Friday, February 12, 2010

The Protection of Medical Surveillance Programs on Both Employees and Institutions.

There are numerous reasons to implement medical surveillance programs for our animal care staff. This article stress on the regulatory requirements that drive the need for these programs and the other benefits and challenges to implementing a program in a lab animal facility.

A lot of us are aware that, in order to conduct federally funded animal research, an institution must be in compliance with various federal laws on the use of animals. What some employers don't know, however, is that these laws also need the protection of employees who support this research. Some of these guidelines and regulations are outlined here.

1. The Animal Welfare Act (AWA) requires that institutions using animals have:

* An effective Institutional Animal Care and Use Committee (IACUC)
* A veterinary care program in place
* Qualified animal care staff
* Procedures for reporting concerns regarding animal welfare

2. The Public Health Policy on the Care and Use of Laboratory Animals outlines the requirements of an animal care and use program.1 Each institution that receives Public Health Services support or that is covered under the AWA must have an occupational safety and health program and that program must be part of the entire animal care and use program (CDC, NIH 1993; CFR1984 a,b,c; PHS Policy). According to OLAW, elements of an occupational safety and health program are as follows:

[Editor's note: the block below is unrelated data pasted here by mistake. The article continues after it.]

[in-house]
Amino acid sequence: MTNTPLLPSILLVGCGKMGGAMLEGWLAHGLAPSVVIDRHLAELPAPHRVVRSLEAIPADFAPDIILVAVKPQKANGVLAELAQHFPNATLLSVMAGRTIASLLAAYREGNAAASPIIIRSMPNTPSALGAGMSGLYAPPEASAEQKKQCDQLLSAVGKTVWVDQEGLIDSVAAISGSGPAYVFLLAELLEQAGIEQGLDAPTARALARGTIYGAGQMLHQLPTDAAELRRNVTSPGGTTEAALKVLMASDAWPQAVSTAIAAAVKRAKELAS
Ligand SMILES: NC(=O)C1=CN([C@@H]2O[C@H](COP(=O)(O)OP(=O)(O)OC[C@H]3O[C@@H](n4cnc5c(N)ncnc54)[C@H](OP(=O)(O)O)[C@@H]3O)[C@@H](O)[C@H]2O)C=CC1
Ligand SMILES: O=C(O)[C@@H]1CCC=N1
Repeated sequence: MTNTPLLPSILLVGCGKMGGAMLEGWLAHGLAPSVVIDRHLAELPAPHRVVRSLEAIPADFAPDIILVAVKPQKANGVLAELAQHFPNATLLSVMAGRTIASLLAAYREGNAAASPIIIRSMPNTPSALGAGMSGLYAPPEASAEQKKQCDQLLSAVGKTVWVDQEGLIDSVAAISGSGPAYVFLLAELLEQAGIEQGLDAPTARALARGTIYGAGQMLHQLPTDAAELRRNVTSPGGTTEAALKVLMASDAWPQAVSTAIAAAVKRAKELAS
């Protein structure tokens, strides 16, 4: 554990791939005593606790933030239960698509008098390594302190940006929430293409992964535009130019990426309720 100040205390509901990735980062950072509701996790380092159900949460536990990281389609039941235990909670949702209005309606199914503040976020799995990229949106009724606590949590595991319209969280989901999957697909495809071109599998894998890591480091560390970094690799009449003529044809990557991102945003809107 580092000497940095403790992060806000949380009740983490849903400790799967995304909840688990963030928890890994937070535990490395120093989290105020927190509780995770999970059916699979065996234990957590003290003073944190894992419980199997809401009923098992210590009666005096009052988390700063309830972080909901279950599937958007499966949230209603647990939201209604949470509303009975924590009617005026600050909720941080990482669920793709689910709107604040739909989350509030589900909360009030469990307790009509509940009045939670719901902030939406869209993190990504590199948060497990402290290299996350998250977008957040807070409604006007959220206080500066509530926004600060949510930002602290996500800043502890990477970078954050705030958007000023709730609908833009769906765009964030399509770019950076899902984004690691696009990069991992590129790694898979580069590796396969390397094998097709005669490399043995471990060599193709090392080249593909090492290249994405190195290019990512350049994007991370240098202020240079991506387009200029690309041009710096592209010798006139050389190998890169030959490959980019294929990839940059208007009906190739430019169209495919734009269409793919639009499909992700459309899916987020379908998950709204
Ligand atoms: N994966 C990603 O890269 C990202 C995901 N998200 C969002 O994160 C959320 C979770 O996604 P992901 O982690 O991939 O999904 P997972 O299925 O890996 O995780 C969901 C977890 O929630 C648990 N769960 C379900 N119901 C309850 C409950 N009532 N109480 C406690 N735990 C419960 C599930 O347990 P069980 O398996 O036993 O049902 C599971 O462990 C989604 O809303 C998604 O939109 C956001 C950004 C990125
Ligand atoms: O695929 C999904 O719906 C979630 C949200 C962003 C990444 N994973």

* Administrative procedures
* Facility design and operations
* Risk assessment
* Exposure control
* Education and training
* Occupational Health Care Services
* Personal protective equipment
* Equipment performance
* Information management
* Emergency procedures
* Program evaluation2

3. From the BMBL 4th ed. Section V Risk Assessment:

“Medical surveillance ensures that the safeguards decided upon in fact produces the expected health outcomes. Medical surveillance is part of risk management. It may include serum banking, monitoring employee health status, and involving in post-exposure management.”

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